Marlborough wine contractor ordered to pay $127k for exploiting migrant workers - Kogonuso

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Jan 9, 2019

Marlborough wine contractor ordered to pay $127k for exploiting migrant workers

The Labour Inspectorate has asked the viticulture industry to check their supply chains to prevent wine labels being produced by exploited labour.

A Marlborough vineyard contracting company Double Seven Services and its owner have been ordered to pay more than $127,000 in fines and unpaid employee entitlements.

The Employment Relations Authority (ERA) made the order on finding that the company had falsified and failed to keep wage and leave records for 199 migrant workers.

The company has been penalised $85,000 and its sole shareholder Qin Zhang, $42,500 for 59 breaches of minimum employment standards, including underpaying wages and holiday pay, and not providing employment agreements for 104 workers.

Labour Inspectorate regional manager Kevin Finnegan said the workers were paid unlawful 'piecemeal' rates for their work.

Double Seven has also been ordered to make wage arrears totalling nearly $8000 and pay more than $5000 for charging one worker a premium to have his job.

The ERA determined the full extent of losses to all employees was not known, as mandatory employment records were not kept by the company, but assessed that total wage underpayments were more likely to be $65,000.

Mr Finnegan said it was the second determination in two months involving a viticulture contracting company, following an inspectorate investigation on a viticulture contracting company for worker exploitation.

"Despite this company ceasing to trade over a year ago, penalties and arrears will be pursued in full," he said.

Mr Finnegan said the onus was on all wine businesses to thoroughly check their supply chains to make sure their wine labels and products had not been produced in any way with exploited labour.

He said it could have a devastating effect on a business' reputation.

"The potential for investors to withdraw from the industry because of poor social practises is high, if changes are not made," Mr Finnegan said.

He said a call has now gone out for the Sustainable Winegrowing New Zealand programme to include employment standards and labour hire components into the certification scheme for all the businesses it certified.
The Labour Inspectorate has asked the viticulture industry to check their supply chains to prevent wine labels being produced by exploited labour.

A Marlborough vineyard contracting company Double Seven Services and its owner have been ordered to pay more than $127,000 in fines and unpaid employee entitlements.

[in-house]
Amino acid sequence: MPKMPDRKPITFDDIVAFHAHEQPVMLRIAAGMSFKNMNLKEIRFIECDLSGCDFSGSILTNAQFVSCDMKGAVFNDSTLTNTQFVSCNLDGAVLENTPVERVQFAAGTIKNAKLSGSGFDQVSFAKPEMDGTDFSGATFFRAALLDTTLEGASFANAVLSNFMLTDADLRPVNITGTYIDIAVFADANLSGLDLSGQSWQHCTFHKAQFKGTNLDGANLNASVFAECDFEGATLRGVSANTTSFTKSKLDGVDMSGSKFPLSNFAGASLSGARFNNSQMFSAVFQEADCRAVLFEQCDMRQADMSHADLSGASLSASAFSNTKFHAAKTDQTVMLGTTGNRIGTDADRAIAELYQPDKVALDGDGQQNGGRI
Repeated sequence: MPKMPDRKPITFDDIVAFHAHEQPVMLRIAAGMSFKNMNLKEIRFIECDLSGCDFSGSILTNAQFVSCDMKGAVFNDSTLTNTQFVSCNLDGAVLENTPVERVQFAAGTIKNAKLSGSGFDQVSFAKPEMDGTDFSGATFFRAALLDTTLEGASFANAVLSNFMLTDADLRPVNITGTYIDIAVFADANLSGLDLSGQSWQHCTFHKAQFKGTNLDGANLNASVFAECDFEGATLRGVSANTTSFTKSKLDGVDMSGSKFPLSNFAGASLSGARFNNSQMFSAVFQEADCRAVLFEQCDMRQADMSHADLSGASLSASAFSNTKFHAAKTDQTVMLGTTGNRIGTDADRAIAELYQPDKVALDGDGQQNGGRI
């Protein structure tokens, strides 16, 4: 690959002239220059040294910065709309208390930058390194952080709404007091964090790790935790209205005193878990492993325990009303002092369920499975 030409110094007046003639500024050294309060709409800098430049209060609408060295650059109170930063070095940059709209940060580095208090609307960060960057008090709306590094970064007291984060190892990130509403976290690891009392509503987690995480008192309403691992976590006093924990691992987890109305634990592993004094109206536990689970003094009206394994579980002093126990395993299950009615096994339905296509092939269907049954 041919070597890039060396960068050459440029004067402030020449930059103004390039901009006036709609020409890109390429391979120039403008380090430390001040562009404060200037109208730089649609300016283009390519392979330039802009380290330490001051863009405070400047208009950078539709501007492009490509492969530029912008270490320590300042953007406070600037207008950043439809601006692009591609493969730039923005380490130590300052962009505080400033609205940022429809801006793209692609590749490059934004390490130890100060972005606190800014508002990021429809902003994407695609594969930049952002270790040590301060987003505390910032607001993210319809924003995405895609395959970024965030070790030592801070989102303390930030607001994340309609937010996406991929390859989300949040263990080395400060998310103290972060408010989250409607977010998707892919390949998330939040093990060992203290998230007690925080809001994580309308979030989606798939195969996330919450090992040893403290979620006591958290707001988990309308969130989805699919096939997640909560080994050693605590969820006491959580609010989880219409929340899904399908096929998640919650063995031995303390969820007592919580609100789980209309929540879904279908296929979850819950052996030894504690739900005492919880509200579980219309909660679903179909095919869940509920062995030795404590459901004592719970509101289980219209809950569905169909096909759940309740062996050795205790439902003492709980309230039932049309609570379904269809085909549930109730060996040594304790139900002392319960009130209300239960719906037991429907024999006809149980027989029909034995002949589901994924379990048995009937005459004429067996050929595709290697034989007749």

The Employment Relations Authority (ERA) made the order on finding that the company had falsified and failed to keep wage and leave records for 199 migrant workers.

The company has been penalised $85,000 and its sole shareholder Qin Zhang, $42,500 for 59 breaches of minimum employment standards, including underpaying wages and holiday pay, and not providing employment agreements for 104 workers.

Labour Inspectorate regional manager Kevin Finnegan said the workers were paid unlawful 'piecemeal' rates for their work.

Double Seven has also been ordered to make wage arrears totalling nearly $8000 and pay more than $5000 for charging one worker a premium to have his job.

The ERA determined the full extent of losses to all employees was not known, as mandatory employment records were not kept by the company, but assessed that total wage underpayments were more likely to be $65,000.

Mr Finnegan said it was the second determination in two months involving a viticulture contracting company, following an inspectorate investigation on a viticulture contracting company for worker exploitation.

"Despite this company ceasing to trade over a year ago, penalties and arrears will be pursued in full," he said.

Mr Finnegan said the onus was on all wine businesses to thoroughly check their supply chains to make sure their wine labels and products had not been produced in any way with exploited labour.

He said it could have a devastating effect on a business' reputation.

"The potential for investors to withdraw from the industry because of poor social practises is high, if changes are not made," Mr Finnegan said.

He said a call has now gone out for the Sustainable Winegrowing New Zealand programme to include employment standards and labour hire components into the certification scheme for all the businesses it certified.

Employers have also been also encouraged to find out more about their rights and obligations on the Employment New Zealand website.

The Inspectorate has encouraged anyone who has information about minimum standards not being met to phone the Ministry of Business, Innovation and Employment's service centre where calls will be handled in a confidential manner, on 0800 20 90 20.
Employers have also been also encouraged to find out more about their rights and obligations on the Employment New Zealand website.

The Inspectorate has encouraged anyone who has information about minimum standards not being met to phone the Ministry of Business, Innovation and Employment's service centre where calls will be handled in a confidential manner, on 0800 20 90 20.
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